Aqara Water leak sensor review
As we continue the series of Aqara device reviews, we now turn to the Aqara Water leak sensor. The sensor works with the Aqara hub and also connects to HomeKit, thanks to the certification via the hub.
For the last couple of months I have been extensively testing several of Aqara’s devices and comparing them to some leading brands in the smart home space. So If you have not read the motion sensor review, then check that one out.
Please note – For this review, I only used the Aqara water leak sensor with HomeKit and the rest of this article reflects that. You can use this device with the Mi Home/Aqara app for additional functionality.
Aqara Water leak sensor specs
- Price: £14 / $19
- Battery: CR2032
- Wireless Protocol: Zigbee
- Dimensions: 50 × 50 × 15 mm (1.97 × 1.97 × 0.59 in.)
- Operating Temperature: -10° – +55° C
- Operating Humidity: 0 – 100% RH
- What’s in the Box: Water Leak Sensor, Quick Start Guide
- Smart home platforms: HomeKit
- App: Apple Home app (iOS 10.3 or later), Aqara Home app (Android 5.0 or later, iOS 10.3 or later)
Aqara Water Leak sensor review in pictures
Similar to the Aqara Motion sensor, they package the water leak sensor in a plain and simple box, similar to Apple packaging. Inside the box you get the Aqara water leak sensor, welcome card, and a manual in English, various European languages and Chinese.
The Aqara Water leak sensor is small, measuring 50 × 50 × 15 mm, which means you can get this into tight locations. The main body of the device is plastic with a water icon on the top of the sensor. The top of the sensor is softer than the rest of the body as this is where the pair and reset button is located allowing you to press it.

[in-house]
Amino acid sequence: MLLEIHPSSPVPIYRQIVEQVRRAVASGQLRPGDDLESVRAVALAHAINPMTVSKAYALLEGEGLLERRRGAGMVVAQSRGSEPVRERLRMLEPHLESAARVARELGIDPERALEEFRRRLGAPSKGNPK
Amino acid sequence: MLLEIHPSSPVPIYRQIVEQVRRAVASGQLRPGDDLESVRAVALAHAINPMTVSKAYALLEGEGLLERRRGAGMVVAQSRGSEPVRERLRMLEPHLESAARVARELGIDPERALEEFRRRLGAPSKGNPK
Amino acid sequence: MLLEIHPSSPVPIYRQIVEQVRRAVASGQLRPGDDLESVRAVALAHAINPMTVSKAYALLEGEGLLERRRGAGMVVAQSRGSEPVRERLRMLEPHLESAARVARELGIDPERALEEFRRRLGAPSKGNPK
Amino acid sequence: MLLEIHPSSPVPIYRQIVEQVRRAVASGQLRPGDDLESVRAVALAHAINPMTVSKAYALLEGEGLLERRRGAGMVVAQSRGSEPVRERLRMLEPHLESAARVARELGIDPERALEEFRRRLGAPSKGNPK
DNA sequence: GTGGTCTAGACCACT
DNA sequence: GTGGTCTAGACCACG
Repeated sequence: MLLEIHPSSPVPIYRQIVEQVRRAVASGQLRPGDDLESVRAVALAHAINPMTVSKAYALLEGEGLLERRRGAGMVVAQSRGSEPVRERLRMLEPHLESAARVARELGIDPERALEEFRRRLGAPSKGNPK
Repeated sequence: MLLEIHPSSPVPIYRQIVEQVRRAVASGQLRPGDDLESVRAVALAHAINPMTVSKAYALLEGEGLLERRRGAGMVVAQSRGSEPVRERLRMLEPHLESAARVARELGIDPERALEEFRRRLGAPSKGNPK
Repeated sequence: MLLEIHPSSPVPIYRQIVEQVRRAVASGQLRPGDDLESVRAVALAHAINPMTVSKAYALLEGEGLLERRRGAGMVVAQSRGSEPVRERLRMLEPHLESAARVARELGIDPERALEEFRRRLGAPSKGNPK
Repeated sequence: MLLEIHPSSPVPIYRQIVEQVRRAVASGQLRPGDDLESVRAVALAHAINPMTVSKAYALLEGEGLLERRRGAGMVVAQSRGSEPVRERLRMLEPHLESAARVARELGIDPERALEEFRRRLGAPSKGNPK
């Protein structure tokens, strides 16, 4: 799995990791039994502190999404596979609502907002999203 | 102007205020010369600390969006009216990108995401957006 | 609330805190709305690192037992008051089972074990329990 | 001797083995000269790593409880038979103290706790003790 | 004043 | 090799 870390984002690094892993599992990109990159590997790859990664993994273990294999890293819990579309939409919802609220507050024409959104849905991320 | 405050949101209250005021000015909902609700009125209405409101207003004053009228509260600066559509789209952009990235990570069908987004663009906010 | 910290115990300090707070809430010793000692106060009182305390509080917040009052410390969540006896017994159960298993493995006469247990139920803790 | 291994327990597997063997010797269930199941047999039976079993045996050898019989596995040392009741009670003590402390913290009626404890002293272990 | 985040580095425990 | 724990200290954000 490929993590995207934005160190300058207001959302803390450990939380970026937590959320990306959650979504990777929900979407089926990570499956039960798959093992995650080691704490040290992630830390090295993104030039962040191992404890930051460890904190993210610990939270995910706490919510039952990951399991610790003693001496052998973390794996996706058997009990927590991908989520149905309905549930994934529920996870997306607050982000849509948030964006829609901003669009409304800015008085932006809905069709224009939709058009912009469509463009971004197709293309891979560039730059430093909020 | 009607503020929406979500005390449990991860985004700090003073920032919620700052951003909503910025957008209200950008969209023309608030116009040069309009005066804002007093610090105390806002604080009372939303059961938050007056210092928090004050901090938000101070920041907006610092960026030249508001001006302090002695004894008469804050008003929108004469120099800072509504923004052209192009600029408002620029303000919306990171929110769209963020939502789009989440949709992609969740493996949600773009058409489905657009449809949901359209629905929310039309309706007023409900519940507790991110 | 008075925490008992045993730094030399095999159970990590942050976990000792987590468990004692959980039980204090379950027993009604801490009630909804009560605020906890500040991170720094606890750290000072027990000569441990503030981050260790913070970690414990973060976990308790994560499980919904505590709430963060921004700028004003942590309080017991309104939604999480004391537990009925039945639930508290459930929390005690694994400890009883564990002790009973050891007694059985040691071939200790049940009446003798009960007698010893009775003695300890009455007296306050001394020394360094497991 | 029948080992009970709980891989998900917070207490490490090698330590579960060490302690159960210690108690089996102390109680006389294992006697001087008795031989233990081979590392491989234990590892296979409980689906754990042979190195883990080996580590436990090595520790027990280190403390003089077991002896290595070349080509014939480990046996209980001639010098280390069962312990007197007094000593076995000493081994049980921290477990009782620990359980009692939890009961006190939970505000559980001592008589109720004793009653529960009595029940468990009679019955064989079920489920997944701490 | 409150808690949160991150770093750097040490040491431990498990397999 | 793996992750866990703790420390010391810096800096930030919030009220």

Turning over the sensor you will find the centre of the base is raised 0.5mm and this houses the battery cover and at either side Hex screws which act as water contact sensors. The outer edge has a shallower profile which exposes the contact sensors and allows the water to travel under and around the device.
Removing the battery is simple enough, which can be done using a coin and features a watertight seal. The sensor uses a CR2032 battery and Aqara claim the battery will last up to 2 years in normal circumstances.
As already mentioned the water contact sensors are Hex screws, which you can adjust with a (Hex) screwdriver if required. You can also attach a pair of wires to extend the reach of the sensor.
The sensor has an IP67 waterproof and dustproof rating. Which means it will work in humid and dusty environments.
Setting up the Aqara water leak sensor
As this is a Zigbee device, you need the Aqara hub to make it work, and this is regardless if you plan to use with HomeKit or not.
Open up the Aqara app and follow the on-screen instructions. You will promoted to press the pair button on the device, you do this by pressing down on the plastic top.
As soon as it has added your device, the Aqara hub will let you know along with the on-screen message. It will then give you the option to rename the device and and select from the rooms setup in HomeKit
leak detection performance and HomeKit
As mentioned above the device gets exposed in HomeKit and this is thanks to the Aqara hubs HomeKit certification. However, other than being displayed in HomeKit, it does not do much unless the sensor detects a leak.
To test the performance and capabilities of the water leak sensor, I was not prepared to flood any rooms in the house. So, I setup a simple test in my kitchen sink to simulate flowing water at a slow pace and then at a rapid pace.
Both the slow trickle and fast flowing tests passed with flying colours. The alert via the Home App was almost instant. As expected, the leak detection would not show cleared in the app until the sensor no longer detected water.
If you are using the Mi Home app with the device, you can also set it to trigger the siren in the Aqara hub.
Aqara water leak sensor review verdict
The Aqara Water leak sensor is a great buy if you are on a budget. The detection performance has been excellent during my testing both with slow trickles and fast flowing water.
The only downside is that you need an Aqara hub, but this is the tradeoff when using Zigbee. But if you plan on investing in other Aqara devices, then the investment stacks up. Also, when you take into account, the cost to purchase the cost of Aqara water leak sensor compared to the Fibaro flood sensor, then it makes it more compelling.
So that’s a wrap on the Aqara water leak sensor review. Don’t forget to subscribe to receive the latest on smart home and tech. If you have questions, then leave them below.